Skip to main content

See also:

The key to getting the right things done

72
1024x768

Normal
0

false
false
false

EN-US
X-NONE
X-NONE

/* Style Definitions */
table.MsoNormalTable
{mso-style-name:"Table Normal";
mso-tstyle-rowband-size:0;
mso-tstyle-colband-size:0;
mso-style-noshow:yes;
mso-style-priority:99;
mso-style-qformat:yes;
mso-style-parent:"";
mso-padding-alt:0in 5.4pt 0in 5.4pt;
mso-para-margin:0in;
mso-para-margin-bottom:.0001pt;
mso-pagination:widow-orphan;
font-size:10.0pt;
font-family:"Cambria","serif";}

Has it ever felt like you are pushing a bolder up a mountain in your business? Trying so hard to get things done, but feeling like nothing is really working? The clients aren’t coming. The money isn’t flowing.

And then at the end of the day, you look up and realize it’s already 6:00 PM and you haven’t crossed half the items off of your to-do list.

I come across this problem all the time with my clients. The solution is a hard pill to swallow. In a regular job, the kind where you are working for someone else, you don’t have to focus all the time on your work and you still get paid. Heck, you could spend three hours on Facebook, and you will still get paid. We’ve all been there – worked with someone who was a complete bozo (did nothing) – and he still got paid (sometimes he even got promoted).

As an entrepreneur, it’s just not like that. You can work 12 straight hours, and if you are working on the wrong things – you’ll still be broke. In fact, there is no real correlation between hard work and success. There is a correlation between the “right” work and success.

Many entrepreneurs equate “working” with “making money”. But the things they are working on aren’t going to lead them to make more money. Or they are spending way too long on smaller tasks, leaving them little to no time to focus on the important ones.

Here are some examples of possible time wasters:

  • Spend 6 hours writing a blog post – every week.
  • Schedule meetings all over town – traveling for an hour between each one
  • Allow clients to schedule appointments whenever the client desires, killing the opportunity for large chunks of time to get things done
  • Spending hours rescheduling client appointments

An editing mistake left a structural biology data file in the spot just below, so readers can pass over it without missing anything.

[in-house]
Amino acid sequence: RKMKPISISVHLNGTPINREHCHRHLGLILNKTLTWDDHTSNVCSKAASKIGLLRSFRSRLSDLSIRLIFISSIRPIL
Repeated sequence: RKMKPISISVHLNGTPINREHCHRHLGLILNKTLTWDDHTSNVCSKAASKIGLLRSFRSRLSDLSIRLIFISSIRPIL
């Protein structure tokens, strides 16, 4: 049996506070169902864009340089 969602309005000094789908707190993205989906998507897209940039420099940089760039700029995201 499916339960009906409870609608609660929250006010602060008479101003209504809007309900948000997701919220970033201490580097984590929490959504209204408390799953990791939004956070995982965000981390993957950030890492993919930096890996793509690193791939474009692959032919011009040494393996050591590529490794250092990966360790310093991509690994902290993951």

• Spend an hour on FB every morning and evening
  • Allow family distractions to eat two hours of their time each day
  • Spend 120 minutes on the phone with an “accountability” partner

The activities above are great examples of time that is wasted on activities that aren’t revenue generating. Or spending way too long on some tasks and leaving not enough time for sales and marketing.

So how do you solve this problem?

Start watching the clock! Here are my rules of clock watching:

1. Check Time at the Start. Whenever you start a task, look at the clock and make an estimate of how long you’ll need to finish the task. Do your best to stay on schedule.

2. Analyze How Long Regular Tasks Take. After you’ve watched the clock for a while, you’ll start to get a sense of how long things take you. I.E. writing the newsletter takes one hour, going through e-mail takes one hour.

Once you understand how long things take – be sure to stay within that time frame – and always watch the clock.

3. Limit the Time of Interruptions. If you have a work interruption – a phone call or a conversation, watch the clock and limit the time for your interruption. Perhaps say, “I have 30 minutes for this conversation.” Stick to it.

4. Use a timer. If you are prone to being distracted, use a timer to help you stay focused. I like to do 45 minutes on and then a timed 10-minute break. Then 45 minutes on again. This process is especially helpful when you are writing.

Here’s to you becoming a clock-watcher. May it lead to greater wealth and greater time off!

Leave me a comment on my blog to let me know you work with time.

Comments